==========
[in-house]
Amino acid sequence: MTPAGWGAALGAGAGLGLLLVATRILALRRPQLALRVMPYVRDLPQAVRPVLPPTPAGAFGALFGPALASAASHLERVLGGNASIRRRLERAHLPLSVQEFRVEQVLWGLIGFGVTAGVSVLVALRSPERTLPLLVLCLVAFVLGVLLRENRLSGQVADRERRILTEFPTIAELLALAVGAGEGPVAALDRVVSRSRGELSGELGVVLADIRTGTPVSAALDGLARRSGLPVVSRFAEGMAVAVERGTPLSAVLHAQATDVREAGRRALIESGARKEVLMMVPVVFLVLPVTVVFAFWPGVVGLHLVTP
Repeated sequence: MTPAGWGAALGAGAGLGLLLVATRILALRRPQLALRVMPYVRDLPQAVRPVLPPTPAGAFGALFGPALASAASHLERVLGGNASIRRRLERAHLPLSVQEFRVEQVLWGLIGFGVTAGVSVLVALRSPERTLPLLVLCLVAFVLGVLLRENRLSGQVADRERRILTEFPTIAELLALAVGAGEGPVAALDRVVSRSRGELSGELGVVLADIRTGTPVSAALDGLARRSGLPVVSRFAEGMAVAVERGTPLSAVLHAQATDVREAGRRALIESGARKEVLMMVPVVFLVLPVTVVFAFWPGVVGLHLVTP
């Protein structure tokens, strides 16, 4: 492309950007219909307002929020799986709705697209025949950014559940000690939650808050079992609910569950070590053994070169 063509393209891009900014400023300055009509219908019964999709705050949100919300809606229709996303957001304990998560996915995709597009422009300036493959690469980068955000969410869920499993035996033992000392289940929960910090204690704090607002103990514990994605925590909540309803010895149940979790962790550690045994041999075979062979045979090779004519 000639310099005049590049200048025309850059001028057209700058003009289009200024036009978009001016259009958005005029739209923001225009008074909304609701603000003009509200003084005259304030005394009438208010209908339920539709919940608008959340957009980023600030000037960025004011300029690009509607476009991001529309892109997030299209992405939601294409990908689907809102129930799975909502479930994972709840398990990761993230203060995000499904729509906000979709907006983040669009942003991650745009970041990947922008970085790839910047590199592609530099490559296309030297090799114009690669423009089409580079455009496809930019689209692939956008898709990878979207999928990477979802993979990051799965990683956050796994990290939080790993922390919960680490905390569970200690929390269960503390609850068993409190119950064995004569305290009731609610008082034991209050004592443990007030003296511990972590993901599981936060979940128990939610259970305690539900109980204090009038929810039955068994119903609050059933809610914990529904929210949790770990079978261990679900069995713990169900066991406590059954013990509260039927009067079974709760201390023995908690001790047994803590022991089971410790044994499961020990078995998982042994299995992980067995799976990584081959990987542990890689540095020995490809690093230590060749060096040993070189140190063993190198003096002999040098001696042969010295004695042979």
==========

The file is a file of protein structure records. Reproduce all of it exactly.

[in-house]
Amino acid sequence: MTPAGWGAALGAGAGLGLLLVATRILALRRPQLALRVMPYVRDLPQAVRPVLPPTPAGAFGALFGPALASAASHLERVLGGNASIRRRLERAHLPLSVQEFRVEQVLWGLIGFGVTAGVSVLVALRSPERTLPLLVLCLVAFVLGVLLRENRLSGQVADRERRILTEFPTIAELLALAVGAGEGPVAALDRVVSRSRGELSGELGVVLADIRTGTPVSAALDGLARRSGLPVVSRFAEGMAVAVERGTPLSAVLHAQATDVREAGRRALIESGARKEVLMMVPVVFLVLPVTVVFAFWPGVVGLHLVTP
Repeated sequence: MTPAGWGAALGAGAGLGLLLVATRILALRRPQLALRVMPYVRDLPQAVRPVLPPTPAGAFGALFGPALASAASHLERVLGGNASIRRRLERAHLPLSVQEFRVEQVLWGLIGFGVTAGVSVLVALRSPERTLPLLVLCLVAFVLGVLLRENRLSGQVADRERRILTEFPTIAELLALAVGAGEGPVAALDRVVSRSRGELSGELGVVLADIRTGTPVSAALDGLARRSGLPVVSRFAEGMAVAVERGTPLSAVLHAQATDVREAGRRALIESGARKEVLMMVPVVFLVLPVTVVFAFWPGVVGLHLVTP
């Protein structure tokens, strides 16, 4: 492309950007219909307002929020799986709705697209025949950014559940000690939650808050079992609910569950070590053994070169 063509393209891009900014400023300055009509219908019964999709705050949100919300809606229709996303957001304990998560996915995709597009422009300036493959690469980068955000969410869920499993035996033992000392289940929960910090204690704090607002103990514990994605925590909540309803010895149940979790962790550690045994041999075979062979045979090779004519 000639310099005049590049200048025309850059001028057209700058003009289009200024036009978009001016259009958005005029739209923001225009008074909304609701603000003009509200003084005259304030005394009438208010209908339920539709919940608008959340957009980023600030000037960025004011300029690009509607476009991001529309892109997030299209992405939601294409990908689907809102129930799975909502479930994972709840398990990761993230203060995000499904729509906000979709907006983040669009942003991650745009970041990947922008970085790839910047590199592609530099490559296309030297090799114009690669423009089409580079455009496809930019689209692939956008898709990878979207999928990477979802993979990051799965990683956050796994990290939080790993922390919960680490905390569970200690929390269960503390609850068993409190119950064995004569305290009731609610008082034991209050004592443990007030003296511990972590993901599981936060979940128990939610259970305690539900109980204090009038929810039955068994119903609050059933809610914990529904929210949790770990079978261990679900069995713990169900066991406590059954013990509260039927009067079974709760201390023995908690001790047994803590022991089971410790044994499961020990078995998982042994299995992980067995799976990584081959990987542990890689540095020995490809690093230590060749060096040993070189140190063993190198003096002999040098001696042969010295004695042979």